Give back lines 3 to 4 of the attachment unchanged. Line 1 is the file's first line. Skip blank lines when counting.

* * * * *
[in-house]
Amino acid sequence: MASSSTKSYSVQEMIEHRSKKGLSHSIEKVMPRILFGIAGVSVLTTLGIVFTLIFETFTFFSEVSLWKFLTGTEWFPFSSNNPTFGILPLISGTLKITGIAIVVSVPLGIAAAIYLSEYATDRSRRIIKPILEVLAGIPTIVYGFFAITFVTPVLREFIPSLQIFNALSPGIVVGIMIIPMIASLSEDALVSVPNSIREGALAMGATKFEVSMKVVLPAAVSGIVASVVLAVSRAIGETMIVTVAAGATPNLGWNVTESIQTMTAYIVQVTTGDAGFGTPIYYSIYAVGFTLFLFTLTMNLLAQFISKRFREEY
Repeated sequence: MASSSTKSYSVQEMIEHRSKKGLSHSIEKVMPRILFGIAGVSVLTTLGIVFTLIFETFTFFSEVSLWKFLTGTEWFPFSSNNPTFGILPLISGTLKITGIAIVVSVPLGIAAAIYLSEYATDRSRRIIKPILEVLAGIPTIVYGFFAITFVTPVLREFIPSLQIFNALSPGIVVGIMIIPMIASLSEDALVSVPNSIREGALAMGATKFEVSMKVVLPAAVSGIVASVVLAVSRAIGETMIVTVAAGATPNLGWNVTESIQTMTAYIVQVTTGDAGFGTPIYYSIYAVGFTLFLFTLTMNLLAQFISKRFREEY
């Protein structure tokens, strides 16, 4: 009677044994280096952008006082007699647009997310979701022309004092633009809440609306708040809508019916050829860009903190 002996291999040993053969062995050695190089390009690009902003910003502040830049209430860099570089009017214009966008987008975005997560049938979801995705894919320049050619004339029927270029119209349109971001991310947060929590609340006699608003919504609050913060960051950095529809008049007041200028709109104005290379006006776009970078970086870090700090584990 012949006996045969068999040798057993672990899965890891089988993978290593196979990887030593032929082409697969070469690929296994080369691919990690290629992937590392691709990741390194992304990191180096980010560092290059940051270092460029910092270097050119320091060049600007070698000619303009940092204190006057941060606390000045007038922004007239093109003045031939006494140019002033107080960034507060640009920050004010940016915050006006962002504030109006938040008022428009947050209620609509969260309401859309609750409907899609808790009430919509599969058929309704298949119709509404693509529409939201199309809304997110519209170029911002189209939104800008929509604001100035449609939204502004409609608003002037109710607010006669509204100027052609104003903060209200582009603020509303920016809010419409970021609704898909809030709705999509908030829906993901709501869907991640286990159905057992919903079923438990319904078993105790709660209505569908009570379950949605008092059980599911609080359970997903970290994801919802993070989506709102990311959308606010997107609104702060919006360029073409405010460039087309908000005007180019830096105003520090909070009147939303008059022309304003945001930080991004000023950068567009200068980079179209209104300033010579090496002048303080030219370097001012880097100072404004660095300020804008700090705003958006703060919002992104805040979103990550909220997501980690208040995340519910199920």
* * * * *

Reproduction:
Repeated sequence: MASSSTKSYSVQEMIEHRSKKGLSHSIEKVMPRILFGIAGVSVLTTLGIVFTLIFETFTFFSEVSLWKFLTGTEWFPFSSNNPTFGILPLISGTLKITGIAIVVSVPLGIAAAIYLSEYATDRSRRIIKPILEVLAGIPTIVYGFFAITFVTPVLREFIPSLQIFNALSPGIVVGIMIIPMIASLSEDALVSVPNSIREGALAMGATKFEVSMKVVLPAAVSGIVASVVLAVSRAIGETMIVTVAAGATPNLGWNVTESIQTMTAYIVQVTTGDAGFGTPIYYSIYAVGFTLFLFTLTMNLLAQFISKRFREEY
């Protein structure tokens, strides 16, 4: 009677044994280096952008006082007699647009997310979701022309004092633009809440609306708040809508019916050829860009903190 002996291999040993053969062995050695190089390009690009902003910003502040830049209430860099570089009017214009966008987008975005997560049938979801995705894919320049050619004339029927270029119209349109971001991310947060929590609340006699608003919504609050913060960051950095529809008049007041200028709109104005290379006006776009970078970086870090700090584990 012949006996045969068999040798057993672990899965890891089988993978290593196979990887030593032929082409697969070469690929296994080369691919990690290629992937590392691709990741390194992304990191180096980010560092290059940051270092460029910092270097050119320091060049600007070698000619303009940092204190006057941060606390000045007038922004007239093109003045031939006494140019002033107080960034507060640009920050004010940016915050006006962002504030109006938040008022428009947050209620609509969260309401859309609750409907899609808790009430919509599969058929309704298949119709509404693509529409939201199309809304997110519209170029911002189209939104800008929509604001100035449609939204502004409609608003002037109710607010006669509204100027052609104003903060209200582009603020509303920016809010419409970021609704898909809030709705999509908030829906993901709501869907991640286990159905057992919903079923438990319904078993105790709660209505569908009570379950949605008092059980599911609080359970997903970290994801919802993070989506709102990311959308606010997107609104702060919006360029073409405010460039087309908000005007180019830096105003520090909070009147939303008059022309304003945001930080991004000023950068567009200068980079179209209104300033010579090496002048303080030219370097001012880097100072404004660095300020804008700090705003958006703060919002992104805040979103990550909220997501980690208040995340519910199920």